How verified accounts helped make fake images of a Pentagon explosion go viral
Verified accounts on Twitter may have contributed to the viral spread of a false claim that an explosion was unfolding at the Pentagon.
Around 8:42 AM on Monday, a verified account on Twitter, labeling itself as a media and news organization, shared a fake image of smoke billowing near a white building they said was the Pentagon. The tweet's caption also misrepresented the Pentagon's located.
No such incident took place, the Arlington County Fire Department later said on Twitter. The Pentagon, the headquarters building of the U.S. Department of Defense, is located in Arlington County, Virginia.
A Pentagon spokesperson also told ABC News that no explosion had occurred.
But throughout the morning, the fake image and misleading caption picked up steam on Twitter. Cyabra, a social analysis firm, analyzed the online conversation and found that roughly 3,785 accounts had mentioned the falsehoods, dozens of these were verified.
"The checkmark may well have contributed to giving the account the appearance of authenticity, which would have helped it with achieved virality," Jules Gross, a solutions engineer at Cyabra, told ABC News.
Some of these accounts were verified, but they didn't appear to be coordinated, according to Cyabra.
"The bad news is that it appears that just a single account was able to achieve virality and cause maximum chaos," Gross added.
While ABC News has not been able to determine the source of the content, nor confirm that the original tweet was the 8:42 tweet, the image contains many hallmarks of being generated using a text-to-image AI tool.
There are many visual inconsistencies in the image, including a streetlamp that appears to be both in front and behind the metal barrier. Not to mention that the building itself doesn't look like the Pentagon.
Text-to-image tools powered by artificial intelligence allow users to input a natural language description, called a prompt, to get an image in return.
In the last few months, these tools have become increasingly sophisticated and accessible, leading to an explosion of hyperrealistic content fooling users online.
The original false tweet was eventually deleted, but not before it was amplified by a number of accounts on Twitter bearing the blue check that was once reserved for verified accounts, but which can now be purchased by any user.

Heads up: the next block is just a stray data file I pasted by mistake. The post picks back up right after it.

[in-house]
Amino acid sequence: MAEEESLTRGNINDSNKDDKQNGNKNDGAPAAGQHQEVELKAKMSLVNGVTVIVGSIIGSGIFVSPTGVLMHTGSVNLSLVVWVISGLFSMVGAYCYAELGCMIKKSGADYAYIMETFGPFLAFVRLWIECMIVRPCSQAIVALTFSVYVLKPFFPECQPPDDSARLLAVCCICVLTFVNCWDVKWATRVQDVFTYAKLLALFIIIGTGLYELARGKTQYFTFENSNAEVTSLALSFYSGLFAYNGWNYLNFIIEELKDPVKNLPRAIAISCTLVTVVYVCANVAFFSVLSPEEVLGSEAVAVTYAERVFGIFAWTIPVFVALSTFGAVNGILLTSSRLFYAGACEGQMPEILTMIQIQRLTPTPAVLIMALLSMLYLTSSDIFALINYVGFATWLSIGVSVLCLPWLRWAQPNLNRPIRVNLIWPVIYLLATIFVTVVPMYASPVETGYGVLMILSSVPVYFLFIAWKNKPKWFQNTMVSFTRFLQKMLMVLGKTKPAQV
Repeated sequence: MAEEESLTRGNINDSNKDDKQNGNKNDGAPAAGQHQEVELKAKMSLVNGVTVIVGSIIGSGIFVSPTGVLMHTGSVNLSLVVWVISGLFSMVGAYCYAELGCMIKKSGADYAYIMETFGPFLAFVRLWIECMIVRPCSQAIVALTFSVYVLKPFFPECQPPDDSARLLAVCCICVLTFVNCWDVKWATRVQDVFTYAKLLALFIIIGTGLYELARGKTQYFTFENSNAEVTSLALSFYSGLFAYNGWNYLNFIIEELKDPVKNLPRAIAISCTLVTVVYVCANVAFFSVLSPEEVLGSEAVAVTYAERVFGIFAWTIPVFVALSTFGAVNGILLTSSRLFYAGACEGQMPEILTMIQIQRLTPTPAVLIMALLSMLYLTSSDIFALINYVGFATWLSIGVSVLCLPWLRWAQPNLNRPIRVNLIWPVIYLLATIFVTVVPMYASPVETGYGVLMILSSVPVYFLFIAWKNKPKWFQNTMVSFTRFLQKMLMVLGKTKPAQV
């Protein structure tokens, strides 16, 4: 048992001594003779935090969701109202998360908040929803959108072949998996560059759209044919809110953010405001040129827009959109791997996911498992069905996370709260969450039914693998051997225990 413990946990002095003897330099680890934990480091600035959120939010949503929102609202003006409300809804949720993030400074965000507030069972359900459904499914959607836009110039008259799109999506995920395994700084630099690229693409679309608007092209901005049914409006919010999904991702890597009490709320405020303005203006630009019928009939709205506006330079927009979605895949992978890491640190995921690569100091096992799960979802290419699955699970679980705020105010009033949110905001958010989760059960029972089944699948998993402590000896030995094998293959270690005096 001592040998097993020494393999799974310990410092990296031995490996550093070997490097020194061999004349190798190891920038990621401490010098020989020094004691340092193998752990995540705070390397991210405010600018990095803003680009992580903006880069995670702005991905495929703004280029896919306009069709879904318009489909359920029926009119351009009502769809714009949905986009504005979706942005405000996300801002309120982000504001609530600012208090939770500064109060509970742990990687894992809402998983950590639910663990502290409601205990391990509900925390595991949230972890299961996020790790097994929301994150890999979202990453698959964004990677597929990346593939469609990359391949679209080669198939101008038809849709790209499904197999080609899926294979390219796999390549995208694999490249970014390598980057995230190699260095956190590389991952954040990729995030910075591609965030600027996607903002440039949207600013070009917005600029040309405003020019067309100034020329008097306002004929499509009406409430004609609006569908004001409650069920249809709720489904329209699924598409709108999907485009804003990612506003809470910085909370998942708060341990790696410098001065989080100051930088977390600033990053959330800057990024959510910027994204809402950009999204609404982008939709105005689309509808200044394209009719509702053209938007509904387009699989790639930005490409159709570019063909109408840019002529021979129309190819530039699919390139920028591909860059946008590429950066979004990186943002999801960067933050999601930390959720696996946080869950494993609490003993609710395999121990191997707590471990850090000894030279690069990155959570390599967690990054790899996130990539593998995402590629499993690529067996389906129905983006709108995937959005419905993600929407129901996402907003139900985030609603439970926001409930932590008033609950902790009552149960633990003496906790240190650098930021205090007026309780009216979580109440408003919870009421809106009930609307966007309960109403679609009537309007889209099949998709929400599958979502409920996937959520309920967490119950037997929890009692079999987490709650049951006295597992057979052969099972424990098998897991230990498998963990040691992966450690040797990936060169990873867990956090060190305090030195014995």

ABC News could not immediately reach a spokesperson for Twitter to request comment.
What are the solutions?
"Today's AI hoax of the Pentagon is a harbinger of what is to come," explained Truepic CEO Jeff McGregor, who says his company's technology can add a layer of transparency to content posted online.
Truepic, a founding member of the Coalition for Content Provenance and Authenticity, has developed a camera technology that captures, signs, and seals critical details in every photo and video, such as time, date, and location.
The company also created tools that would allow users to hover over a piece of AI-generated content to find out how it was fabricated. In April, they published the first "transparent deepfake" to showcase how the technology works.
While some companies have adopted the C2PA technology, it's now up to social media platforms to make that information available to their users.
"This is an open-source technology that lets everyone attach metadata to their images to show that they created an image, when and where it was created, and what changes were made to it along the way," Dana Roa, general counsel and chief trust officer at Adobe, told ABC News. "This allows people to prove what's real."
Alterations would be identified. For example, if an image was cropped or filtered, that information could be displayed, but the user would also be able to select how much data they make available to the public.
Both state and local law enforcement were provided a written briefing Monday by the Institute for Strategic Dialogue, an organization dedicated to countering extremism, hate and disinformation, with details on the incident.
"Security and law enforcement officials are increasingly concerned there's an increased concern in AI-generated information operations intended to undermine credibility in government, stoke fear or even incite violence," said John Cohen, an ABC News contributor and former acting undersecretary for intelligence.
"Digital content provenance will help mitigate these events by scaling transparency and authenticity in visual content by empowering users and creators," added McGregor.
How verified accounts helped make fake images of a Pentagon explosion go viral originally appeared on abcnews.go.com